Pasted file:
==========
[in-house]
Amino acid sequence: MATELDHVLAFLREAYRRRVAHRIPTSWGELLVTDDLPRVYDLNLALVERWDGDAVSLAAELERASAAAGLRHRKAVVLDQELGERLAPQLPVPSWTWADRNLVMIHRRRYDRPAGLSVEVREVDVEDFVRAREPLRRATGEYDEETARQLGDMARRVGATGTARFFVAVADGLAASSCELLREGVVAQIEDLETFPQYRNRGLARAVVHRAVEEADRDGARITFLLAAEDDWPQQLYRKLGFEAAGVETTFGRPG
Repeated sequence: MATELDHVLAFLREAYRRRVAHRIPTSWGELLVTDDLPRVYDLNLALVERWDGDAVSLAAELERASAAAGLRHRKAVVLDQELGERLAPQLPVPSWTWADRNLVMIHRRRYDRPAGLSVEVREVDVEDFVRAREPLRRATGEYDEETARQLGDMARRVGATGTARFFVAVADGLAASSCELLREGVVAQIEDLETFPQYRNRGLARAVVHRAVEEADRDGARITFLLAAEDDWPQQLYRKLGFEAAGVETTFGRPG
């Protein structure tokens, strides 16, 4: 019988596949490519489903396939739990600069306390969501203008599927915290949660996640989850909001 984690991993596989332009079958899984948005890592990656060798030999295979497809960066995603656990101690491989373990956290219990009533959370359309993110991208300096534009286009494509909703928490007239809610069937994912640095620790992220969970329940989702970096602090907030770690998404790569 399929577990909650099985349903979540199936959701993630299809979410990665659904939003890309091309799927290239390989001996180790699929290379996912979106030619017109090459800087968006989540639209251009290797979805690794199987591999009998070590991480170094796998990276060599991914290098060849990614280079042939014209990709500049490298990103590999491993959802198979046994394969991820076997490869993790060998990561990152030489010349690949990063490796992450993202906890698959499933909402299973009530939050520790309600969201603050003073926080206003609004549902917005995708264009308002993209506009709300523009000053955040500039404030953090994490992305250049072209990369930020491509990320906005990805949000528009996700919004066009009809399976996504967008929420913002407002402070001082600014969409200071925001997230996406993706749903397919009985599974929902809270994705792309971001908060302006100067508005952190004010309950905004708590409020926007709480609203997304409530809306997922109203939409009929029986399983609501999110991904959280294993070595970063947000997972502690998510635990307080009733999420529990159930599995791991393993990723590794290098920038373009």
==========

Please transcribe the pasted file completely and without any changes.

[in-house]
Amino acid sequence: MATELDHVLAFLREAYRRRVAHRIPTSWGELLVTDDLPRVYDLNLALVERWDGDAVSLAAELERASAAAGLRHRKAVVLDQELGERLAPQLPVPSWTWADRNLVMIHRRRYDRPAGLSVEVREVDVEDFVRAREPLRRATGEYDEETARQLGDMARRVGATGTARFFVAVADGLAASSCELLREGVVAQIEDLETFPQYRNRGLARAVVHRAVEEADRDGARITFLLAAEDDWPQQLYRKLGFEAAGVETTFGRPG
Repeated sequence: MATELDHVLAFLREAYRRRVAHRIPTSWGELLVTDDLPRVYDLNLALVERWDGDAVSLAAELERASAAAGLRHRKAVVLDQELGERLAPQLPVPSWTWADRNLVMIHRRRYDRPAGLSVEVREVDVEDFVRAREPLRRATGEYDEETARQLGDMARRVGATGTARFFVAVADGLAASSCELLREGVVAQIEDLETFPQYRNRGLARAVVHRAVEEADRDGARITFLLAAEDDWPQQLYRKLGFEAAGVETTFGRPG
């Protein structure tokens, strides 16, 4: 019988596949490519489903396939739990600069306390969501203008599927915290949660996640989850909001 984690991993596989332009079958899984948005890592990656060798030999295979497809960066995603656990101690491989373990956290219990009533959370359309993110991208300096534009286009494509909703928490007239809610069937994912640095620790992220969970329940989702970096602090907030770690998404790569 399929577990909650099985349903979540199936959701993630299809979410990665659904939003890309091309799927290239390989001996180790699929290379996912979106030619017109090459800087968006989540639209251009290797979805690794199987591999009998070590991480170094796998990276060599991914290098060849990614280079042939014209990709500049490298990103590999491993959802198979046994394969991820076997490869993790060998990561990152030489010349690949990063490796992450993202906890698959499933909402299973009530939050520790309600969201603050003073926080206003609004549902917005995708264009308002993209506009709300523009000053955040500039404030953090994490992305250049072209990369930020491509990320906005990805949000528009996700919004066009009809399976996504967008929420913002407002402070001082600014969409200071925001997230996406993706749903397919009985599974929902809270994705792309971001908060302006100067508005952190004010309950905004708590409020926007709480609203997304409530809306997922109203939409009929029986399983609501999110991904959280294993070595970063947000997972502690998510635990307080009733999420529990159930599995791991393993990723590794290098920038373009």